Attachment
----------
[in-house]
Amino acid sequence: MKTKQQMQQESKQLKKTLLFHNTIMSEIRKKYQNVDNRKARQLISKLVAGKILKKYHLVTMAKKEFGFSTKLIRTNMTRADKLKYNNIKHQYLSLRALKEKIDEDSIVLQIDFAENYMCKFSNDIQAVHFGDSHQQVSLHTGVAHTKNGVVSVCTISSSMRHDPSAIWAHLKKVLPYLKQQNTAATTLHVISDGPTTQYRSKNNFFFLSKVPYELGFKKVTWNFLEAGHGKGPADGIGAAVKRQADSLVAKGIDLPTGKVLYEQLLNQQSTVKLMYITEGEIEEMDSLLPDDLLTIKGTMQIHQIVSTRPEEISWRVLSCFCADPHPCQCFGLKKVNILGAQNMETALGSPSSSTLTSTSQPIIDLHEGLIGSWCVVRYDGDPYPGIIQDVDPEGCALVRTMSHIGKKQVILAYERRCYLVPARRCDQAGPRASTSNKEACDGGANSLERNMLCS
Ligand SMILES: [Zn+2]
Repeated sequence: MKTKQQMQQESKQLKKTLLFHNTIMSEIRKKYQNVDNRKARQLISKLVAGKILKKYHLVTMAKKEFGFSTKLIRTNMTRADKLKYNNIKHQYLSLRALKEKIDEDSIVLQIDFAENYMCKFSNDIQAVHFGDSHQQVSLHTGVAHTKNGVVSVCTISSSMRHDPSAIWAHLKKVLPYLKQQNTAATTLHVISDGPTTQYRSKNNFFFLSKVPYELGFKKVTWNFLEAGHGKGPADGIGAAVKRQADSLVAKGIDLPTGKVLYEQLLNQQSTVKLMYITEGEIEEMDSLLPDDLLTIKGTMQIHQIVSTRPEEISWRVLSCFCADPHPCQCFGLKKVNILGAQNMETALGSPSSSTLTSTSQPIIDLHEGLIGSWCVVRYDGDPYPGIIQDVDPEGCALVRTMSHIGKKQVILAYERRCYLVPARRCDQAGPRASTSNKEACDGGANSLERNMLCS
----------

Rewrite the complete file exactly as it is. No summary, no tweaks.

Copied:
[in-house]
Amino acid sequence: MKTKQQMQQESKQLKKTLLFHNTIMSEIRKKYQNVDNRKARQLISKLVAGKILKKYHLVTMAKKEFGFSTKLIRTNMTRADKLKYNNIKHQYLSLRALKEKIDEDSIVLQIDFAENYMCKFSNDIQAVHFGDSHQQVSLHTGVAHTKNGVVSVCTISSSMRHDPSAIWAHLKKVLPYLKQQNTAATTLHVISDGPTTQYRSKNNFFFLSKVPYELGFKKVTWNFLEAGHGKGPADGIGAAVKRQADSLVAKGIDLPTGKVLYEQLLNQQSTVKLMYITEGEIEEMDSLLPDDLLTIKGTMQIHQIVSTRPEEISWRVLSCFCADPHPCQCFGLKKVNILGAQNMETALGSPSSSTLTSTSQPIIDLHEGLIGSWCVVRYDGDPYPGIIQDVDPEGCALVRTMSHIGKKQVILAYERRCYLVPARRCDQAGPRASTSNKEACDGGANSLERNMLCS
Ligand SMILES: [Zn+2]
Repeated sequence: MKTKQQMQQESKQLKKTLLFHNTIMSEIRKKYQNVDNRKARQLISKLVAGKILKKYHLVTMAKKEFGFSTKLIRTNMTRADKLKYNNIKHQYLSLRALKEKIDEDSIVLQIDFAENYMCKFSNDIQAVHFGDSHQQVSLHTGVAHTKNGVVSVCTISSSMRHDPSAIWAHLKKVLPYLKQQNTAATTLHVISDGPTTQYRSKNNFFFLSKVPYELGFKKVTWNFLEAGHGKGPADGIGAAVKRQADSLVAKGIDLPTGKVLYEQLLNQQSTVKLMYITEGEIEEMDSLLPDDLLTIKGTMQIHQIVSTRPEEISWRVLSCFCADPHPCQCFGLKKVNILGAQNMETALGSPSSSTLTSTSQPIIDLHEGLIGSWCVVRYDGDPYPGIIQDVDPEGCALVRTMSHIGKKQVILAYERRCYLVPARRCDQAGPRASTSNKEACDGGANSLERNMLCS